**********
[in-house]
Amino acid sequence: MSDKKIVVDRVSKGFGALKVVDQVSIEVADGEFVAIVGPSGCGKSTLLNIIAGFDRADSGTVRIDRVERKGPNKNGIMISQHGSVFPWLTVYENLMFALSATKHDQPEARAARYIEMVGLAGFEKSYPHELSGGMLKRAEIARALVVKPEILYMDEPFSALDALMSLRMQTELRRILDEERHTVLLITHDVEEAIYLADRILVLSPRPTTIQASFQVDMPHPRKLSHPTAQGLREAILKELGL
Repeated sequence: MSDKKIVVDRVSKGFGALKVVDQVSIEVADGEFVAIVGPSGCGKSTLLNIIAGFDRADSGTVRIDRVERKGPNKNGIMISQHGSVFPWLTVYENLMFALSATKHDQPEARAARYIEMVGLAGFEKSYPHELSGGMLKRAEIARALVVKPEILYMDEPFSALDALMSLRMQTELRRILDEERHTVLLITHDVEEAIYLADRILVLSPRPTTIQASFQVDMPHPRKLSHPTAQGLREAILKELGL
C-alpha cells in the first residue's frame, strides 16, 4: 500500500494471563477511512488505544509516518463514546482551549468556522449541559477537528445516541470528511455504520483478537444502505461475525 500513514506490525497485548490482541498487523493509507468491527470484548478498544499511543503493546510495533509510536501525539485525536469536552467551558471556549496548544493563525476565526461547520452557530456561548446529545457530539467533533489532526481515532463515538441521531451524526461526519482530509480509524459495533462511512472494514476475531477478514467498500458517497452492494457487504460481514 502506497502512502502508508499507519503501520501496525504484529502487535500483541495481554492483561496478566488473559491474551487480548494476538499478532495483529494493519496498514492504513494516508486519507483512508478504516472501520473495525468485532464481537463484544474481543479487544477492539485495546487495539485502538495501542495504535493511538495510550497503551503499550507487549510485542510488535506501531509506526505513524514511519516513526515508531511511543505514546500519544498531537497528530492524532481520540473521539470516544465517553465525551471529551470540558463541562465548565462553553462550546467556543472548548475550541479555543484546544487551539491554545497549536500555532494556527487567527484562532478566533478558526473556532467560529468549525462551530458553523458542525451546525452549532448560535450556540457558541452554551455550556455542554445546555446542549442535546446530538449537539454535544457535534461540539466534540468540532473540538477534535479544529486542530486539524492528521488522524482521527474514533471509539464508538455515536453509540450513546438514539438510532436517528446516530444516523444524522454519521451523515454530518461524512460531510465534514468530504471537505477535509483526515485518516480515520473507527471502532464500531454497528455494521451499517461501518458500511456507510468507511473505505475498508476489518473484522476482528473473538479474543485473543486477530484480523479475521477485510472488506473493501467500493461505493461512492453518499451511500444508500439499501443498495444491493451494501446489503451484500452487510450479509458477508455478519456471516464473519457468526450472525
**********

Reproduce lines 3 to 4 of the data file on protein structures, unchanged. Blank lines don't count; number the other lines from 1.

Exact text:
Repeated sequence: MSDKKIVVDRVSKGFGALKVVDQVSIEVADGEFVAIVGPSGCGKSTLLNIIAGFDRADSGTVRIDRVERKGPNKNGIMISQHGSVFPWLTVYENLMFALSATKHDQPEARAARYIEMVGLAGFEKSYPHELSGGMLKRAEIARALVVKPEILYMDEPFSALDALMSLRMQTELRRILDEERHTVLLITHDVEEAIYLADRILVLSPRPTTIQASFQVDMPHPRKLSHPTAQGLREAILKELGL
C-alpha cells in the first residue's frame, strides 16, 4: 500500500494471563477511512488505544509516518463514546482551549468556522449541559477537528445516541470528511455504520483478537444502505461475525 500513514506490525497485548490482541498487523493509507468491527470484548478498544499511543503493546510495533509510536501525539485525536469536552467551558471556549496548544493563525476565526461547520452557530456561548446529545457530539467533533489532526481515532463515538441521531451524526461526519482530509480509524459495533462511512472494514476475531477478514467498500458517497452492494457487504460481514 502506497502512502502508508499507519503501520501496525504484529502487535500483541495481554492483561496478566488473559491474551487480548494476538499478532495483529494493519496498514492504513494516508486519507483512508478504516472501520473495525468485532464481537463484544474481543479487544477492539485495546487495539485502538495501542495504535493511538495510550497503551503499550507487549510485542510488535506501531509506526505513524514511519516513526515508531511511543505514546500519544498531537497528530492524532481520540473521539470516544465517553465525551471529551470540558463541562465548565462553553462550546467556543472548548475550541479555543484546544487551539491554545497549536500555532494556527487567527484562532478566533478558526473556532467560529468549525462551530458553523458542525451546525452549532448560535450556540457558541452554551455550556455542554445546555446542549442535546446530538449537539454535544457535534461540539466534540468540532473540538477534535479544529486542530486539524492528521488522524482521527474514533471509539464508538455515536453509540450513546438514539438510532436517528446516530444516523444524522454519521451523515454530518461524512460531510465534514468530504471537505477535509483526515485518516480515520473507527471502532464500531454497528455494521451499517461501518458500511456507510468507511473505505475498508476489518473484522476482528473473538479474543485473543486477530484480523479475521477485510472488506473493501467500493461505493461512492453518499451511500444508500439499501443498495444491493451494501446489503451484500452487510450479509458477508455478519456471516464473519457468526450472525